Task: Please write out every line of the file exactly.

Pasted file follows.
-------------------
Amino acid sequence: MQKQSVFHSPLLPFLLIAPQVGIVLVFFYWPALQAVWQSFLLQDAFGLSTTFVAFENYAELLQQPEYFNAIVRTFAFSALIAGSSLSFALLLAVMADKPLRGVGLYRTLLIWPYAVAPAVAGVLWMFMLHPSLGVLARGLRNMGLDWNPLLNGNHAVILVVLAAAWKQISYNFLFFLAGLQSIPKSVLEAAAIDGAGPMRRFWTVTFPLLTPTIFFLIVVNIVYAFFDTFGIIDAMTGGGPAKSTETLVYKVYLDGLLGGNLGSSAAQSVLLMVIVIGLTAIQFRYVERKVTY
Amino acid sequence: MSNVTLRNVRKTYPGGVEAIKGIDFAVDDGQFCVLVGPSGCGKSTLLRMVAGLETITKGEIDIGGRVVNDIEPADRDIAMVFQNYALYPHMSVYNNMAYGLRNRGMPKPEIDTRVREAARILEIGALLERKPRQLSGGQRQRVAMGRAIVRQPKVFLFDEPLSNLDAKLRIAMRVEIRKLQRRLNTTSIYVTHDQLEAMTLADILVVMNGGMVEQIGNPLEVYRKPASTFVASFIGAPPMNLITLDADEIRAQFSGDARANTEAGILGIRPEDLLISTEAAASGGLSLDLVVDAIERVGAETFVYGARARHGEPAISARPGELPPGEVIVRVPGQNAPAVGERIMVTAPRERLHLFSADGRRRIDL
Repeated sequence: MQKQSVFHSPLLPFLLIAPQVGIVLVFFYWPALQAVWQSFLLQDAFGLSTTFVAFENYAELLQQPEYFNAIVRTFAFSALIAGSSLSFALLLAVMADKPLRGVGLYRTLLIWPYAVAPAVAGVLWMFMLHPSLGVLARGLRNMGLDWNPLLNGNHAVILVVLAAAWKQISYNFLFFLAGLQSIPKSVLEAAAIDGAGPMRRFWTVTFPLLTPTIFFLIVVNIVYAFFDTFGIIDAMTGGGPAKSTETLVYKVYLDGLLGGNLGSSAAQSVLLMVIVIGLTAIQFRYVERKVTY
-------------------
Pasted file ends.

Amino acid sequence: MQKQSVFHSPLLPFLLIAPQVGIVLVFFYWPALQAVWQSFLLQDAFGLSTTFVAFENYAELLQQPEYFNAIVRTFAFSALIAGSSLSFALLLAVMADKPLRGVGLYRTLLIWPYAVAPAVAGVLWMFMLHPSLGVLARGLRNMGLDWNPLLNGNHAVILVVLAAAWKQISYNFLFFLAGLQSIPKSVLEAAAIDGAGPMRRFWTVTFPLLTPTIFFLIVVNIVYAFFDTFGIIDAMTGGGPAKSTETLVYKVYLDGLLGGNLGSSAAQSVLLMVIVIGLTAIQFRYVERKVTY
Amino acid sequence: MSNVTLRNVRKTYPGGVEAIKGIDFAVDDGQFCVLVGPSGCGKSTLLRMVAGLETITKGEIDIGGRVVNDIEPADRDIAMVFQNYALYPHMSVYNNMAYGLRNRGMPKPEIDTRVREAARILEIGALLERKPRQLSGGQRQRVAMGRAIVRQPKVFLFDEPLSNLDAKLRIAMRVEIRKLQRRLNTTSIYVTHDQLEAMTLADILVVMNGGMVEQIGNPLEVYRKPASTFVASFIGAPPMNLITLDADEIRAQFSGDARANTEAGILGIRPEDLLISTEAAASGGLSLDLVVDAIERVGAETFVYGARARHGEPAISARPGELPPGEVIVRVPGQNAPAVGERIMVTAPRERLHLFSADGRRRIDL
Repeated sequence: MQKQSVFHSPLLPFLLIAPQVGIVLVFFYWPALQAVWQSFLLQDAFGLSTTFVAFENYAELLQQPEYFNAIVRTFAFSALIAGSSLSFALLLAVMADKPLRGVGLYRTLLIWPYAVAPAVAGVLWMFMLHPSLGVLARGLRNMGLDWNPLLNGNHAVILVVLAAAWKQISYNFLFFLAGLQSIPKSVLEAAAIDGAGPMRRFWTVTFPLLTPTIFFLIVVNIVYAFFDTFGIIDAMTGGGPAKSTETLVYKVYLDGLLGGNLGSSAAQSVLLMVIVIGLTAIQFRYVERKVTY